Scam alert on Facebook ad: 'Even after cancelling, I was still billed'
In this weekly segment of bite-sized chunks of useful information, consumer journalist Wendy Knowler summarises news you can use:
Never take Facebook ads at face value
Do celebrity endorsements work? Clearly they do, which is why some dodgy companies hijack respected personalities’ reputations and use them to punt their products.
International syndicates are behind a lot of these online adverts, and Facebook is their favourite hunting ground.
One that has caught a lot of South African victims in recent months is an advert for a “fat burning” product called Ketovatru (and other, similar, versions of that name) featuring photographs of and glowing testimonials from well-known local medical personalities Prof Tim Noakes and Dr Michael Mol.
The modus operandi is to offer a free product for a “shipping fee”, or product for less than R100. When the consumer keys in their credit card details, a purchase of several thousand rand is processed.
On the complaints website HelloPeter there are 32 complaints about “Ketovatru SA”, most of them written in spitting-mad capital letters, followed by multiple exclamation marks.
Today “Mildred B” posted: “Do not do business with them! They are scammers! They tell you it is R70 but then charge you R1,900. They are not in SA. Even after cancelling I was still billed.”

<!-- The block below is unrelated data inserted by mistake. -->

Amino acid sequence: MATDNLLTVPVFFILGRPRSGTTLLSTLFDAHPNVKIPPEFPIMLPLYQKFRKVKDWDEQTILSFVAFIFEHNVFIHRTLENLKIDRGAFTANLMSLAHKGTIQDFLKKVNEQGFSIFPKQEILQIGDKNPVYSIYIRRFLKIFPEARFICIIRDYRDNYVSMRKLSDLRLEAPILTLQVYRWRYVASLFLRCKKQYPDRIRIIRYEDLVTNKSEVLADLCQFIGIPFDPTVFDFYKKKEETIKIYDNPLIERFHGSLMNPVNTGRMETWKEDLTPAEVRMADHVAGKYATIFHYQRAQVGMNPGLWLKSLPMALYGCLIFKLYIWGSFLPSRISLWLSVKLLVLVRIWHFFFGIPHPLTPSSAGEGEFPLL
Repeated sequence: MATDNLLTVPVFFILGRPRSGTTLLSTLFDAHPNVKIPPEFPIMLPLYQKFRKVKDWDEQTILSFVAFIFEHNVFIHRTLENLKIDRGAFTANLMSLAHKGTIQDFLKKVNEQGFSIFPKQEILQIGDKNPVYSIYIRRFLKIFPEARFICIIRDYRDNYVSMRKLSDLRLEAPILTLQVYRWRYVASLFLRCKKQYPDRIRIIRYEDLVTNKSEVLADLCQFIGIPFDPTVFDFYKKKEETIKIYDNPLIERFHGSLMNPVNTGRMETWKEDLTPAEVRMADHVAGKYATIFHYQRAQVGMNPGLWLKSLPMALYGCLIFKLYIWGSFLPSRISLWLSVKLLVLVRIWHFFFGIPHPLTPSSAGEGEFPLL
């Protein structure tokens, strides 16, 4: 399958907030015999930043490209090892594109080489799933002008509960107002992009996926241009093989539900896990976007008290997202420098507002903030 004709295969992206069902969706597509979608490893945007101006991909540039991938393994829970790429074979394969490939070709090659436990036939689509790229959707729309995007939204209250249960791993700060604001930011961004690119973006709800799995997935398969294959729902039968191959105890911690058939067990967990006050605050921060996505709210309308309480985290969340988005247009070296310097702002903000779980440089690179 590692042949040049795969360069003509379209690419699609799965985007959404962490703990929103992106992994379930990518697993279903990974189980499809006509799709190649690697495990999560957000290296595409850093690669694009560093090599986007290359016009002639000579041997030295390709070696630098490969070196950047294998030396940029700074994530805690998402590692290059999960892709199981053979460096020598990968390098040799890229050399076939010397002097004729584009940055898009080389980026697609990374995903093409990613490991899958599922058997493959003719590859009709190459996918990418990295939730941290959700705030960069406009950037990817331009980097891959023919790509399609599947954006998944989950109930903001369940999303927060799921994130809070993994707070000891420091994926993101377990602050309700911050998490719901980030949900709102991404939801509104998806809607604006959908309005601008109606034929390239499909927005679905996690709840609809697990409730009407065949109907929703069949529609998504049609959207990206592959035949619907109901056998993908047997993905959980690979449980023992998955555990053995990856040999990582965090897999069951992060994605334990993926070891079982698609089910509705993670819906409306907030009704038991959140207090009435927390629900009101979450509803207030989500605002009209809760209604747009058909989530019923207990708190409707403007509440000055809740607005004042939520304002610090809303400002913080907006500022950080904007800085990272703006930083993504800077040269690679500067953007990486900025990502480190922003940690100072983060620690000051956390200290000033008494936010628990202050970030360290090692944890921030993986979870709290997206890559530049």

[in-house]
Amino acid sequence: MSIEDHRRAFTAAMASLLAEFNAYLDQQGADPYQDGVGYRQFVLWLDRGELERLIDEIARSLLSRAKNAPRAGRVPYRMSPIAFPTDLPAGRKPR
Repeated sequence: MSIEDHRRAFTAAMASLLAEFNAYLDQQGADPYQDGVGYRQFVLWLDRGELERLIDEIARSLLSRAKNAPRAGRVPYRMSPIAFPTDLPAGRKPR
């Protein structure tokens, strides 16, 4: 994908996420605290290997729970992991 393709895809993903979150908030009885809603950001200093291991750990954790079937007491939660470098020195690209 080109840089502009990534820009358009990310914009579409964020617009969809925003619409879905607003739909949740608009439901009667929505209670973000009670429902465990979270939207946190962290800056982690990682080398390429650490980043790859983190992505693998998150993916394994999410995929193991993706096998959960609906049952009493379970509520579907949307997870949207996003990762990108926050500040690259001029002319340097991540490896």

If you’ve been caught, your best chance for a refund — if you paid with a credit card — is to approach your bank with evidence that you were misled, and ask for a charge back to your account.
Jayne Bullen, CEO of the Noakes Foundation, said the foundation and its attorneys had been trying for months to stop the ads by contacting Facebook and Spotify, but with no success.
She said: “There is little our attorneys can do to action any kind of litigation unless they can find an entity or person responsible, and they can’t.
“This scam is jeopardising years of hard work to build the foundation, and stealing huge amounts of money from innocent consumers at the same time.”
WHAT TO DO:
- Be extremely wary of pop-up adverts on news sites, Facebook and the like.
- If you’re going to buy online from foreign sites, stick to the big names and make sure you know which costs are included in the quoted price and which are not, such as shipping, customs and VAT.
- Beware the free offers because they are almost always a catch.
- Before you commit your credit card details to any website, make very sure you have read every bit of small print behind every link on the site. Check whether the site does 3D secure transactions.
- If you can, do transactions on a desktop or laptop rather than a smartphone as links to T&Cs display better on bigger screens.
It may be in your rental lease, but that doesn’t mean it’s legal
“Pieter” rented a flat for his student son in Potchefstroom. The lease ended on July 31, and Pieter gave a month’s notice that his son would vacate before the end of the month. In fact, he moved out on July 21, and was told that a new tenant would be moving in.
“But the lease agreement stipulated we had to give two months’ notice, so the owner has now said that because we only gave a month’s notice, we won’t be getting the deposit back,” he said.